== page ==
Domestic mobile roaming should be declared if mobile cellular competition is to improve both for Telcos and mobile virtual network operators. The rationale for this anticipated outcome by the ACCC is discussed in InnovationAus.
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Mobile Virtual Network Operators are the forgotten victims of rampant overcharging and anti-competitive behaviour at the heart of the telco battle about whether or not domestic mobile roaming should be declared.
In a blog post, Telstra’s Group Executive of Corporate Affairs Tony Warren said “it is an issue that is generating a huge amount of passion, and rightly so – this is a policy setting that is simply too important to get wrong.”
Mr Warren is correct in stating that the policy is vital, particularly for Australian’s living in regional and remote areas, but the Australian Competition and Consumer Commission (ACCC) should not just consider the effects of declaring domestic mobile roaming on those living, working or visiting areas outside the major cities.
The tier two Virtual Mobile Network Operators (MVNO) are a key ingredient in the competitive mix and the relationship between the MVNOs and the three mobile network operators has always been unhealthy.
Whilst the ACCC may focus on the arguments put to it about the merits or otherwise of declaring domestic mobile roaming, there is a fundamental requirement that the ACCC take into account the need for the MVNO market to be better supported.
The MVNO market is a confused muddle where nearly all of the MVNOs are tied to Telstra, Optus and Vodafone through some archaic practices that prevent – albeit by sleight of hand – most from operating across all three networks.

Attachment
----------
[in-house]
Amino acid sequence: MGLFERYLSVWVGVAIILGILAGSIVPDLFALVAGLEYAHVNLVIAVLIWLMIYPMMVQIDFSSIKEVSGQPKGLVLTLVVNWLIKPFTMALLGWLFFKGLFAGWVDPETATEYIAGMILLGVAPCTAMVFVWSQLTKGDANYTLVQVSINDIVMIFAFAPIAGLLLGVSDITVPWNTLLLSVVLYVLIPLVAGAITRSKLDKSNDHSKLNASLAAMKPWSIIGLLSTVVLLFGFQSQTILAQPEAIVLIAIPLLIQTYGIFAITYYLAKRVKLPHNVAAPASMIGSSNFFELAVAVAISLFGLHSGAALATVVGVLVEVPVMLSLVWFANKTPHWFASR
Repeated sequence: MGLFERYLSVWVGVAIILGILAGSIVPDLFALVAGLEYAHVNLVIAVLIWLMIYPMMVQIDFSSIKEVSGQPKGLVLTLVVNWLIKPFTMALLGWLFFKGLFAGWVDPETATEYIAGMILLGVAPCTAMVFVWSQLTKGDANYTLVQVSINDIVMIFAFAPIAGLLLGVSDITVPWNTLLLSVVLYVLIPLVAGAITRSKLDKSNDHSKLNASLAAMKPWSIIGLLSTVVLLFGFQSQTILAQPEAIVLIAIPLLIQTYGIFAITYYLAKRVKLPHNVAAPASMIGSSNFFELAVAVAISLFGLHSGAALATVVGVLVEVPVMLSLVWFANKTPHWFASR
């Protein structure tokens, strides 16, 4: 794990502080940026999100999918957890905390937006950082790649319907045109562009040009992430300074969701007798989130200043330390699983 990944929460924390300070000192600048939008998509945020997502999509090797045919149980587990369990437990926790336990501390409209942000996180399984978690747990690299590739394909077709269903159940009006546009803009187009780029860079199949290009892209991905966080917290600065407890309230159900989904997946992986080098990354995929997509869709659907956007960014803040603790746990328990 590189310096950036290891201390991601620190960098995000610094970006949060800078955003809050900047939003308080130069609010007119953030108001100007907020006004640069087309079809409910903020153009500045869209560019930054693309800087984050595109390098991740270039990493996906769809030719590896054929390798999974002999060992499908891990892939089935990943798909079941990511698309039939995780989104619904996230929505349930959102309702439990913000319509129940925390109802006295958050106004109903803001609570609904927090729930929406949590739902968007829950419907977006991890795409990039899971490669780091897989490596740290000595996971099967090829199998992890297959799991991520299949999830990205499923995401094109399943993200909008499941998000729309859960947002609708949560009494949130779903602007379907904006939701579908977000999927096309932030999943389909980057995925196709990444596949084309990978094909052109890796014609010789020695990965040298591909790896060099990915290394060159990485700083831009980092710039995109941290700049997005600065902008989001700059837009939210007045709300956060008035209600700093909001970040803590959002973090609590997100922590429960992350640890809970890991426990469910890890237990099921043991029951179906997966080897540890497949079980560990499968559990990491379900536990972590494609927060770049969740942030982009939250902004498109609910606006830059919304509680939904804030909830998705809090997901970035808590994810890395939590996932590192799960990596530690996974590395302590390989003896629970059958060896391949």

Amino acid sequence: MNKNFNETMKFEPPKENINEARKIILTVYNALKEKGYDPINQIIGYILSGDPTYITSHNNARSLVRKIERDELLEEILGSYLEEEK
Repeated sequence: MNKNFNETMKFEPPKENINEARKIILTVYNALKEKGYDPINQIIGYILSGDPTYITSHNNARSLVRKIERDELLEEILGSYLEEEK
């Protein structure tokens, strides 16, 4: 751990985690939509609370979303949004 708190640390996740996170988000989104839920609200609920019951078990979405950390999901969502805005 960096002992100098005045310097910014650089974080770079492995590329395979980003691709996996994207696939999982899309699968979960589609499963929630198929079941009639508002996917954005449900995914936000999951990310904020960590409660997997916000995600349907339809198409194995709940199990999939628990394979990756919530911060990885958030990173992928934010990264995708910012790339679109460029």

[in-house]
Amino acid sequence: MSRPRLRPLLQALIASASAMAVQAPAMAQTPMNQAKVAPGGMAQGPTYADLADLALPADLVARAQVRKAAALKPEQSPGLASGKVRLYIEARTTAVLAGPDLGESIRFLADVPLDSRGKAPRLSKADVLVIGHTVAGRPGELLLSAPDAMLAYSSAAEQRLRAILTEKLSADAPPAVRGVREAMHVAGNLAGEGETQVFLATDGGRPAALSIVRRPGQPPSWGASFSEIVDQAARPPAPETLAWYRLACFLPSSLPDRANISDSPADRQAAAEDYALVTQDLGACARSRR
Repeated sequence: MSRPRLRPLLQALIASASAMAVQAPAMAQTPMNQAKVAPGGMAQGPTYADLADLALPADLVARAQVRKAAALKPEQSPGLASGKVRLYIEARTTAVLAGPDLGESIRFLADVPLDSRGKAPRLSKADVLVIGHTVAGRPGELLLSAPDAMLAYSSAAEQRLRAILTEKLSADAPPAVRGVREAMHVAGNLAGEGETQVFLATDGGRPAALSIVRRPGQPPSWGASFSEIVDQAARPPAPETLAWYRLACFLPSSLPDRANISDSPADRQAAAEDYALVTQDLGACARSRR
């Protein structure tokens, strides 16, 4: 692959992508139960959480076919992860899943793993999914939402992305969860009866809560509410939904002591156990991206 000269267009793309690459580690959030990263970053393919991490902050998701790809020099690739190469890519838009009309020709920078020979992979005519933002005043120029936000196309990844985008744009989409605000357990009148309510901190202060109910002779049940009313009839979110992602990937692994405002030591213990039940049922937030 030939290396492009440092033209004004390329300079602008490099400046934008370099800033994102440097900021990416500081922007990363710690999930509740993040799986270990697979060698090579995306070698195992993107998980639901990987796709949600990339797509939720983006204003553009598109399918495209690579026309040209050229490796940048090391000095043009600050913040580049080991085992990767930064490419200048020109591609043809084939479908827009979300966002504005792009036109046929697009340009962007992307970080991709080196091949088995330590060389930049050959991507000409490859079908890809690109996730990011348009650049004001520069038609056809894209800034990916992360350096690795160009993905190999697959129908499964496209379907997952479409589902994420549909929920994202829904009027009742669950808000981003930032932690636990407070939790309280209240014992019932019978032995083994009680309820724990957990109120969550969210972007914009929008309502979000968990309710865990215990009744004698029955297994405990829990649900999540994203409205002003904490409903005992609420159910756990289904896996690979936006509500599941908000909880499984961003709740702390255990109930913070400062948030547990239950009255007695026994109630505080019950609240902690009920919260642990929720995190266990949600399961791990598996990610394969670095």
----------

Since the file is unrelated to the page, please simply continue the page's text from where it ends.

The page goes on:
The premium business-focused Macquarie Telecom provides a mobile service to its customers with open access to all the major carrier networks. Macquarie Telecom, and possibly one or two other MVNOs that are the exception to the rule that do in fact provide strong evidence of the overcharging and anti-competitive behaviour.
If the wholesale charges offered by Telstra, Optus and Vodafone to the MVNOs was a fair price, then we would see all of the resellers and MVNOs offering a multi-network service similar to Macquarie Telecom. But we do not.
Macquarie Telecom national executive for industry and policy Matt Healy told Fairfax that “when Macquarie Telecom buys access from Telstra, it comes at slower speeds and with less functions than Telstra sells its own customers.”
To highlight the problems faced by MVNOs today, we have to go no further than the legendary battle between the dealer Crazy John’s and Telstra. Crazy John’s founder John Ilhan once described Telstra as a “bully.”
And if not for his untimely death at 42 in 2007, Mr Ilhan may have grown the cut-price Crazy John’s beyond the 120 outlets and $200 million in revenue per annum it attained.
It was the trailing commission dispute that flared up between Telstra and Crazy John’s that began in 2003 that led to Mr Ilhan to say he would end Crazy John’s relationship with Telstra in 2007 at the end of the existing agreement.
Mr Ilhan argued that Telstra’s increasing demands were reducing revenues, and it “isn’t competitive any longer”.
Whilst the business approach adopted by dealerships and MVNOs are different the “got them by the throat” approach is still the norm today.